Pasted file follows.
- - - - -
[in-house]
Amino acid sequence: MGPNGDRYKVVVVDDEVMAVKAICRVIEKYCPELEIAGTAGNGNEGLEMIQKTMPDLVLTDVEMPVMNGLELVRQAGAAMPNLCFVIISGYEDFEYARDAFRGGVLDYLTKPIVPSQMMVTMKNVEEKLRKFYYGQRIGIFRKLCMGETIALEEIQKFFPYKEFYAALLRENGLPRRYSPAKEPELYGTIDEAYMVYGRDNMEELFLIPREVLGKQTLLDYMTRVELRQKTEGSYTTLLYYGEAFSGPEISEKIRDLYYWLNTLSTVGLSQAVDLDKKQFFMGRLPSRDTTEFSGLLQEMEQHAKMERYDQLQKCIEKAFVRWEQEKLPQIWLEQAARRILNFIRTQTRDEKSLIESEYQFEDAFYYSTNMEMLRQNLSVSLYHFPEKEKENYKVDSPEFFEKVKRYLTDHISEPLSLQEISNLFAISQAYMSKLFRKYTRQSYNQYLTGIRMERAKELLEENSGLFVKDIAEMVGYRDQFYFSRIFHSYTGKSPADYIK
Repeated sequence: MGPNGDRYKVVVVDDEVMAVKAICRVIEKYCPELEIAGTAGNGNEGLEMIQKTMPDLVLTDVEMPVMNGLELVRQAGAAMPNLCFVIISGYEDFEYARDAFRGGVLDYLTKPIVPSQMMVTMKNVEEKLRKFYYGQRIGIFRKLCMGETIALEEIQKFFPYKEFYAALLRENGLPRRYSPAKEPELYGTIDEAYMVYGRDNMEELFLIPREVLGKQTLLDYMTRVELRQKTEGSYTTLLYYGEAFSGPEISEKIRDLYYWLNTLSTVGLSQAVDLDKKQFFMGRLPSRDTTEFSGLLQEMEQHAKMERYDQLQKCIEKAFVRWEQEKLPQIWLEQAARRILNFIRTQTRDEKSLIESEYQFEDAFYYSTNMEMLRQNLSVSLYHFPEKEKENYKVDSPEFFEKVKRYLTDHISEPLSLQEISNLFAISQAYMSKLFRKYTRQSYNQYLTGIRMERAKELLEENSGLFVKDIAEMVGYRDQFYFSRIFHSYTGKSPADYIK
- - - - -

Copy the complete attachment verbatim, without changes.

[in-house]
Amino acid sequence: MGPNGDRYKVVVVDDEVMAVKAICRVIEKYCPELEIAGTAGNGNEGLEMIQKTMPDLVLTDVEMPVMNGLELVRQAGAAMPNLCFVIISGYEDFEYARDAFRGGVLDYLTKPIVPSQMMVTMKNVEEKLRKFYYGQRIGIFRKLCMGETIALEEIQKFFPYKEFYAALLRENGLPRRYSPAKEPELYGTIDEAYMVYGRDNMEELFLIPREVLGKQTLLDYMTRVELRQKTEGSYTTLLYYGEAFSGPEISEKIRDLYYWLNTLSTVGLSQAVDLDKKQFFMGRLPSRDTTEFSGLLQEMEQHAKMERYDQLQKCIEKAFVRWEQEKLPQIWLEQAARRILNFIRTQTRDEKSLIESEYQFEDAFYYSTNMEMLRQNLSVSLYHFPEKEKENYKVDSPEFFEKVKRYLTDHISEPLSLQEISNLFAISQAYMSKLFRKYTRQSYNQYLTGIRMERAKELLEENSGLFVKDIAEMVGYRDQFYFSRIFHSYTGKSPADYIK
Repeated sequence: MGPNGDRYKVVVVDDEVMAVKAICRVIEKYCPELEIAGTAGNGNEGLEMIQKTMPDLVLTDVEMPVMNGLELVRQAGAAMPNLCFVIISGYEDFEYARDAFRGGVLDYLTKPIVPSQMMVTMKNVEEKLRKFYYGQRIGIFRKLCMGETIALEEIQKFFPYKEFYAALLRENGLPRRYSPAKEPELYGTIDEAYMVYGRDNMEELFLIPREVLGKQTLLDYMTRVELRQKTEGSYTTLLYYGEAFSGPEISEKIRDLYYWLNTLSTVGLSQAVDLDKKQFFMGRLPSRDTTEFSGLLQEMEQHAKMERYDQLQKCIEKAFVRWEQEKLPQIWLEQAARRILNFIRTQTRDEKSLIESEYQFEDAFYYSTNMEMLRQNLSVSLYHFPEKEKENYKVDSPEFFEKVKRYLTDHISEPLSLQEISNLFAISQAYMSKLFRKYTRQSYNQYLTGIRMERAKELLEENSGLFVKDIAEMVGYRDQFYFSRIFHSYTGKSPADYIK